STP976

    Thermal Inactivation of Human Enteric Viruses in Sewage Sludge and Virus Detection by Nitrose Cellulose-Enzyme Immunoassay

    Published: Jan 1988


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    Abstract

    The Zimpro Thermal Sludge Treatment Process installed at the Sand Island Wastewater Treatment Plant, Honolulu, HI, was evaluated for its reliability in disinfecting human enteric viruses and fecal bacteria in the treated sludge. The principle of this process involves grinding the sludge particles to a small size (< 4.8 mm) and heating the ground sludge to 193°C under 330 psi pressure for 30 min. Such thermally treated sludge yielded no human enteric viruses and little or no fecal bacteria (< 2 to 24 MPN/100 g), thus rendering the sludge safe for reuse. In corollary studies, the nitrocellulose-enzyme immunoassay was evaluated as an alternate cost-effective method to augment infectivity assays for the detection of human enteric viruses. The method was found to be rapid, highly sensitive (it can detect picogram quantities), and specific for the detection of human enteric viruses.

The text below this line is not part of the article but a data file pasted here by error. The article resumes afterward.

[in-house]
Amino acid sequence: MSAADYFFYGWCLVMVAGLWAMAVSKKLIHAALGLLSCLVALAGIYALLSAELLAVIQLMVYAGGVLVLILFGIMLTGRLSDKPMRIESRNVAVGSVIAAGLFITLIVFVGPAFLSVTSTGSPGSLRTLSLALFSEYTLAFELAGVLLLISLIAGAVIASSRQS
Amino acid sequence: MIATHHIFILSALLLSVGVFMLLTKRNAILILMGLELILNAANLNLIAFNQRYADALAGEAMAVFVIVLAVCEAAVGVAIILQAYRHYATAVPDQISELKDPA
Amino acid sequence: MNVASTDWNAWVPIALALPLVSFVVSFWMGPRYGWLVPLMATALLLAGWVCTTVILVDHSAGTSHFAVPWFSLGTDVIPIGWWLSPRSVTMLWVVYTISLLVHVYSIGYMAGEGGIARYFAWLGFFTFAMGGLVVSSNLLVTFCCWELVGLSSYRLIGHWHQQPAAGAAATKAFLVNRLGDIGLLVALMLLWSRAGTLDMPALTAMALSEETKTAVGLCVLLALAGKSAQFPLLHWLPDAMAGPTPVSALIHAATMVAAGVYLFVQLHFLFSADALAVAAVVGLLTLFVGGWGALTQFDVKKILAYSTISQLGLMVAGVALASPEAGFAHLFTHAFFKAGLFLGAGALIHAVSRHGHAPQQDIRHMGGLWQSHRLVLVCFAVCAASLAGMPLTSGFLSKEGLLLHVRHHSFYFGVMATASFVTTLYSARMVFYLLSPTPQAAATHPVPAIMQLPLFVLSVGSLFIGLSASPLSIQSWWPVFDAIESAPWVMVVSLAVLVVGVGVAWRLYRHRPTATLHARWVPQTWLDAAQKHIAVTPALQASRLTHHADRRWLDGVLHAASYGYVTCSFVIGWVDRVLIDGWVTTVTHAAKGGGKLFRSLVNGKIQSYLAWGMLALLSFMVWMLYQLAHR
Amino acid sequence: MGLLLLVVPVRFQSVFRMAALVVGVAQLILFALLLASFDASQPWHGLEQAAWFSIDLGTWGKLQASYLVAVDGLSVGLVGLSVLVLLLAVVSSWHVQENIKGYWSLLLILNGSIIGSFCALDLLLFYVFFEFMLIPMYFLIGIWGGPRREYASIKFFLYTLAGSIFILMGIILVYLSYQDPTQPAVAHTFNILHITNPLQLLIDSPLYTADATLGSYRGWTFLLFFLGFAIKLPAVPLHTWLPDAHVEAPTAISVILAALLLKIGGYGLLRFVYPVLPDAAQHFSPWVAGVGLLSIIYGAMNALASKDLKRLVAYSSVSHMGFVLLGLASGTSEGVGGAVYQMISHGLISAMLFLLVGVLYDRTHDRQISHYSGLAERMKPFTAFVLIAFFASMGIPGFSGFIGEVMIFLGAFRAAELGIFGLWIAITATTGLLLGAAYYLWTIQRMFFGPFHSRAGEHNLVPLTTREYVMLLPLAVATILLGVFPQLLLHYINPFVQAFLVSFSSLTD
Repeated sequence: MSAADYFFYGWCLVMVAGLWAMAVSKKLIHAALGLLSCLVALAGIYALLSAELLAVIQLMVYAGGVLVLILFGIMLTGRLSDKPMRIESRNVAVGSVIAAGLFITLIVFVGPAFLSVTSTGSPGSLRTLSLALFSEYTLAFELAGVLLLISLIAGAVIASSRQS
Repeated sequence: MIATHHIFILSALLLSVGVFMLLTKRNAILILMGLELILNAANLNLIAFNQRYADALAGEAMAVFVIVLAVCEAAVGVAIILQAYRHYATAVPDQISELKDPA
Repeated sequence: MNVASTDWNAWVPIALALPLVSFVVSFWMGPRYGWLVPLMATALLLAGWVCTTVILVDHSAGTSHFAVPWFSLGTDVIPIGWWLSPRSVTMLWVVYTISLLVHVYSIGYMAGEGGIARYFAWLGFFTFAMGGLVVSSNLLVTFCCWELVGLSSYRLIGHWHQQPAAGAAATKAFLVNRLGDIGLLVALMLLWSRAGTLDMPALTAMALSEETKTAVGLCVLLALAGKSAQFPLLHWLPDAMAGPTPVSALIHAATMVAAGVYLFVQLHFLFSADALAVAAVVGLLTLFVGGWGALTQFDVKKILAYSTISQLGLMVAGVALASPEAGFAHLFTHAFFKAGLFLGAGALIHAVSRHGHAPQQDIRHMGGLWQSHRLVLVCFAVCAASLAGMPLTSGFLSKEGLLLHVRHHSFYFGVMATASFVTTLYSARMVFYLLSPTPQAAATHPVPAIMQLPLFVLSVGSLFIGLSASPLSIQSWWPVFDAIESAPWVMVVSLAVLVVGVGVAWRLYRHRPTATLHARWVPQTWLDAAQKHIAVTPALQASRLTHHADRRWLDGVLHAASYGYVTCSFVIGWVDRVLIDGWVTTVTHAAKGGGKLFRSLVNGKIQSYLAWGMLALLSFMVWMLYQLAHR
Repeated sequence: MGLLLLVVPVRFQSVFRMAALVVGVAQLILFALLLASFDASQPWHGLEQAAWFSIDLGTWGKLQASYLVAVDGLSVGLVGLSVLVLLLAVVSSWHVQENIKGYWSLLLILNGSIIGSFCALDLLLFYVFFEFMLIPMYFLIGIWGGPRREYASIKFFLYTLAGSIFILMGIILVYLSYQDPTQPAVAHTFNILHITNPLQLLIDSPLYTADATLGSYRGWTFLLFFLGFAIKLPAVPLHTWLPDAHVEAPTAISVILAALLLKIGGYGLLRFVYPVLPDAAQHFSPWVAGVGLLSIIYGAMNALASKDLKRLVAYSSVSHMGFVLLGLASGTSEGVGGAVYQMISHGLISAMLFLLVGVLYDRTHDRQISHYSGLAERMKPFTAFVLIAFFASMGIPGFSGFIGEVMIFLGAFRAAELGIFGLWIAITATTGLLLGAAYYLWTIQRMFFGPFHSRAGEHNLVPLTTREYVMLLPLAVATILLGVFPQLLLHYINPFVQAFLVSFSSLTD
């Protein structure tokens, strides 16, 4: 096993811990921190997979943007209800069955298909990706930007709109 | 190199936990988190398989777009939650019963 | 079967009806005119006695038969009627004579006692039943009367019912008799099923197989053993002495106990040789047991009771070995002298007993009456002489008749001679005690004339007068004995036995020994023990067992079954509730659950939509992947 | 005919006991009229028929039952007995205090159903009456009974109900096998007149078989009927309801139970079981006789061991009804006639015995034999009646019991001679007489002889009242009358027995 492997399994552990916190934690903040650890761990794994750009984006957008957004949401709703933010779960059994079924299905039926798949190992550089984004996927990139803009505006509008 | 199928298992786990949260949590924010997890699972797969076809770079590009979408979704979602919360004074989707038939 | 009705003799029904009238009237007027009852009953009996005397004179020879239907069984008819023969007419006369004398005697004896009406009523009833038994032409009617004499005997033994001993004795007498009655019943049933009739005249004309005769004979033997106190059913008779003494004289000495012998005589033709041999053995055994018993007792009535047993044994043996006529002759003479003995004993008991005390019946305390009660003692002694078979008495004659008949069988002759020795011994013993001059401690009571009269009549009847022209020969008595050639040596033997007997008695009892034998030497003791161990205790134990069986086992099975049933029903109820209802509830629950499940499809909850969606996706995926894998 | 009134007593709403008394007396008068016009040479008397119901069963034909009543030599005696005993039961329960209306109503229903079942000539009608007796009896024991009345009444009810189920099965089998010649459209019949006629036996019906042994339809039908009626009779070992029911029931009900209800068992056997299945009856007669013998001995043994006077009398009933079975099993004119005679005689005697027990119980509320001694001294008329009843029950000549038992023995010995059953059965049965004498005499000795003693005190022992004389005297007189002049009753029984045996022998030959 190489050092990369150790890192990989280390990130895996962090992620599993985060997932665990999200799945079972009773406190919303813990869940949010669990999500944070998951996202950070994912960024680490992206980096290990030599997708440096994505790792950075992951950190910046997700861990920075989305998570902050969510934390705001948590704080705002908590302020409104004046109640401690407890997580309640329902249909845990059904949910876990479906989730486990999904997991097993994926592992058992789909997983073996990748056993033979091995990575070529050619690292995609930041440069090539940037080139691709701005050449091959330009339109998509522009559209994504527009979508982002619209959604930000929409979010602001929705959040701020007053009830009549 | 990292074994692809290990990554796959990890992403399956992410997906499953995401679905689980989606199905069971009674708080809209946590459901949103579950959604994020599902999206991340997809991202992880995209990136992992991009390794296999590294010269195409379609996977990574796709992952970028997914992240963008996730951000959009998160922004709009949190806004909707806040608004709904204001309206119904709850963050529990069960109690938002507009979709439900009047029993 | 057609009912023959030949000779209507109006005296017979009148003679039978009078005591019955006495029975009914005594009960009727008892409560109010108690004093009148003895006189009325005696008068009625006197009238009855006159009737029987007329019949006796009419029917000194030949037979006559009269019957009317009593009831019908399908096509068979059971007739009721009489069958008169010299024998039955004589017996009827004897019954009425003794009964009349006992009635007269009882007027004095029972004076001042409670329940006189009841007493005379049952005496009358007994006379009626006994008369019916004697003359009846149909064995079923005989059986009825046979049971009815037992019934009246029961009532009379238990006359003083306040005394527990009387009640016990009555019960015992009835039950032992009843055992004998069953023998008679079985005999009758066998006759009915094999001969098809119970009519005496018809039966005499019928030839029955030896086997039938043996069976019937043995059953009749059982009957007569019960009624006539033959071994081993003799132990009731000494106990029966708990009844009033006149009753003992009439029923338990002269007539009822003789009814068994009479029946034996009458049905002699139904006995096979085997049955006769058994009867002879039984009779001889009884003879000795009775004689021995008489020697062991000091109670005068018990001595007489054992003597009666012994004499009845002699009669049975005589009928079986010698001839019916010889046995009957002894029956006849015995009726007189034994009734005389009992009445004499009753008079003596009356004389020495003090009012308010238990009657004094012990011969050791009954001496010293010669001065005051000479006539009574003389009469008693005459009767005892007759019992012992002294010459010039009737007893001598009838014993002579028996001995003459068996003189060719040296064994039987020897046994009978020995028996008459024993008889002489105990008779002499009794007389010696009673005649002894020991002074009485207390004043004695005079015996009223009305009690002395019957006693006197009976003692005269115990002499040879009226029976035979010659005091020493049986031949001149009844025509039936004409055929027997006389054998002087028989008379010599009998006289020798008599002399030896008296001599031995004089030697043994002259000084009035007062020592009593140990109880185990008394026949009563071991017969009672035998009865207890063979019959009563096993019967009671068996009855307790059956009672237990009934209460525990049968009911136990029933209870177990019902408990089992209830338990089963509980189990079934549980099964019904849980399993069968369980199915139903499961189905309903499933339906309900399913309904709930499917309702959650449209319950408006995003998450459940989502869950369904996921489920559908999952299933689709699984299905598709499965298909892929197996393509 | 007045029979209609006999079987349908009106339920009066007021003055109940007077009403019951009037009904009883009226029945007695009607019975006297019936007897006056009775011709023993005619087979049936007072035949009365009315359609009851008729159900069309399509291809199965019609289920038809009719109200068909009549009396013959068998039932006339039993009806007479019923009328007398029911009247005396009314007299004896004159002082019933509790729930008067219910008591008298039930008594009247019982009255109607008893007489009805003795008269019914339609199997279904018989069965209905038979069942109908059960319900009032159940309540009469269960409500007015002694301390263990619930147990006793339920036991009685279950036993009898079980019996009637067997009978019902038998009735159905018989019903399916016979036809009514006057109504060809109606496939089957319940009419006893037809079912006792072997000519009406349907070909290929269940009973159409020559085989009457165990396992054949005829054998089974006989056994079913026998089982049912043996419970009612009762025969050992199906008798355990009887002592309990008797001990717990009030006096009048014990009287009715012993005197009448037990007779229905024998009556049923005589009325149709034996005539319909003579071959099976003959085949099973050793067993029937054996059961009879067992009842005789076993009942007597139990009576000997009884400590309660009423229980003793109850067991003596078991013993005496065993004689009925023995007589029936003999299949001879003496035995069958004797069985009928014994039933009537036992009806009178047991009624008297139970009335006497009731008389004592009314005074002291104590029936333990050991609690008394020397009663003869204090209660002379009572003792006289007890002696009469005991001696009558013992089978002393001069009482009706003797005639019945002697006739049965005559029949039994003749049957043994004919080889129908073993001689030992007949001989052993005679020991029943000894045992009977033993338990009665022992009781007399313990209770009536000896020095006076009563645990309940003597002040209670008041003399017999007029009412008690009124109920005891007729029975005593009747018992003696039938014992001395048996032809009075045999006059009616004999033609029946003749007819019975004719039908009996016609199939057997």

Keywords:

    human enteric viruses, sludge, thermal treatment, nitrocellulose enzyme immunoassay


    Author Information:

    Loh, PC
    Professor/chairman, University of Hawaii, Honolulu, HI

    Fujioka, RS
    Researcher/professor and research assistant, University of Hawaii, Honolulu, HI

    Hirano, WM
    Researcher/professor and research assistant, University of Hawaii, Honolulu, HI


    Paper ID: STP26716S

    Committee/Subcommittee: D19.24

    DOI: 10.1520/STP26716S


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